REVIEW | A surprising novel about being a girl in school in Rwanda
Our Lady of the Nile by Scholastique Mukasonga.
BOOK: Our Lady of the Nile by Scholastique Mukasonga (Jacana)
In this very unusual and moving novel (shortlisted for the Prix de la République de la Conscience for the Petites Presses), Scholastique Mukasonga shows us how invested we are in our daughters. The setting is a school for elite girls in Rwanda. These young women are the pride and joy of their families and include not only the Hutu majority but also a small quota of Tutsi girls. It all depends on how they grow up, who they marry, or just who they sleep with. One or two of these girls show a real streak of independence and leadership.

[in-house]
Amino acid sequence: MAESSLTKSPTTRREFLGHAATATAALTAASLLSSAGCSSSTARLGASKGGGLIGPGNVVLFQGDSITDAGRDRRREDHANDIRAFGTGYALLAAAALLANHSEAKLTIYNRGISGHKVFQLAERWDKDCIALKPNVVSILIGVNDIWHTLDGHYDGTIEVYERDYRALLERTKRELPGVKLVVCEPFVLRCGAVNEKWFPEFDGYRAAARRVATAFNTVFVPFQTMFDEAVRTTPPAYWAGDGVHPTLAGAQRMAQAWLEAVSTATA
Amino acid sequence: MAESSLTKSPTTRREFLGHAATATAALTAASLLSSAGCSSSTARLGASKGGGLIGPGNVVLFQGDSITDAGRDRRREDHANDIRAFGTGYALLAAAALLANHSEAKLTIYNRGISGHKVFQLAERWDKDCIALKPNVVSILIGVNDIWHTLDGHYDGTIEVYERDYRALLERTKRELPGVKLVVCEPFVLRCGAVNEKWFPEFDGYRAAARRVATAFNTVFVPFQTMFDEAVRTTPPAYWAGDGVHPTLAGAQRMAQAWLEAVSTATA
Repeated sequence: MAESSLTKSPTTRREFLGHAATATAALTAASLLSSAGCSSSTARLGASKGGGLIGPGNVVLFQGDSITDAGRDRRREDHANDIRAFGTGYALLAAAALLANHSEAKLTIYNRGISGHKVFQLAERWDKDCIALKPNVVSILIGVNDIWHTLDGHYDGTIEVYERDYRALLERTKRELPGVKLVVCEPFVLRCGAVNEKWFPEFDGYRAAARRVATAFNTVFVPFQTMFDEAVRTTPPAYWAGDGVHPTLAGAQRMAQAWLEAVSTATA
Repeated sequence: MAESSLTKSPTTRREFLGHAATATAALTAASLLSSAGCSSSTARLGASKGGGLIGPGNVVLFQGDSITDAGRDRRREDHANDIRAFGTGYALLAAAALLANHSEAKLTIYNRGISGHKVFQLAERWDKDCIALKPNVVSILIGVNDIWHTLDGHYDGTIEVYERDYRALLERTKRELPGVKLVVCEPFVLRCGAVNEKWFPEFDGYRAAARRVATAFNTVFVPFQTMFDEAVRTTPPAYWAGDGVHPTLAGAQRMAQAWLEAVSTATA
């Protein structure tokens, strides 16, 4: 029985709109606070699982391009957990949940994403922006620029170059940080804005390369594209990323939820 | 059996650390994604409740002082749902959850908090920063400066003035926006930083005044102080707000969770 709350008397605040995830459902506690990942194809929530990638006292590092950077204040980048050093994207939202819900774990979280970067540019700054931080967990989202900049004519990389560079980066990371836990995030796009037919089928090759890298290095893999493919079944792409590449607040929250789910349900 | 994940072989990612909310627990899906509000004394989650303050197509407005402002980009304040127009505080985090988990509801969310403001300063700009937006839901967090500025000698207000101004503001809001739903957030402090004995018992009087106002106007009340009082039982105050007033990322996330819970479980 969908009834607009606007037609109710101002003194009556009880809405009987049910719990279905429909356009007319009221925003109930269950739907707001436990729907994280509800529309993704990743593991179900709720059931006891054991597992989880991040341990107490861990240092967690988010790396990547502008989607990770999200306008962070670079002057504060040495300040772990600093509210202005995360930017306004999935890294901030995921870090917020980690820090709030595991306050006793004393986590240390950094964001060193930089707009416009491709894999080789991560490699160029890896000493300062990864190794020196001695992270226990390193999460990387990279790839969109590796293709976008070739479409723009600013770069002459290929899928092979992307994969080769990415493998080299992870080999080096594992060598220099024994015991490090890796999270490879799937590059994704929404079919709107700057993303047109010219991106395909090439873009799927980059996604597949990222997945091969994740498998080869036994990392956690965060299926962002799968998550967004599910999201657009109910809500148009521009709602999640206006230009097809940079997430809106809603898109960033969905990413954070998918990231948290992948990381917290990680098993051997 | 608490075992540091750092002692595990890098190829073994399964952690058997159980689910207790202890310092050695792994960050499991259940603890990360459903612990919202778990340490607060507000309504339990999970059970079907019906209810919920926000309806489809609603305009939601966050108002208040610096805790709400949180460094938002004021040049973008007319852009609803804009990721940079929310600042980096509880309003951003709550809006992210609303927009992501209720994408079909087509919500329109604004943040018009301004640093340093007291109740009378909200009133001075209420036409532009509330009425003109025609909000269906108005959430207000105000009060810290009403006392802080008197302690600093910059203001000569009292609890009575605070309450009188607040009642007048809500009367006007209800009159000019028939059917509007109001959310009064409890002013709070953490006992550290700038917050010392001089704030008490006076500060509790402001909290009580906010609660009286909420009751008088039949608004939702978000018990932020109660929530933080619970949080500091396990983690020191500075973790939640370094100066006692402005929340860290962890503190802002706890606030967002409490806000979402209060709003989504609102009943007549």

Our Lady of the Nile is a Catholic institution, located high in the mountains near the source of the Nile. At the start of the school year, the villagers gather to see the learners arrive: “There were Mercedes, Range Rovers and huge military jeeps, their impatient drivers honking and waving… as they tried to overtake taxis, vans and minibuses…” And the reader is soon treated to the spectacle of the annual pilgrimage to the statue of Our Lady of the Nile (a Rwandan woman), installed above the spring which springs from the mountain.
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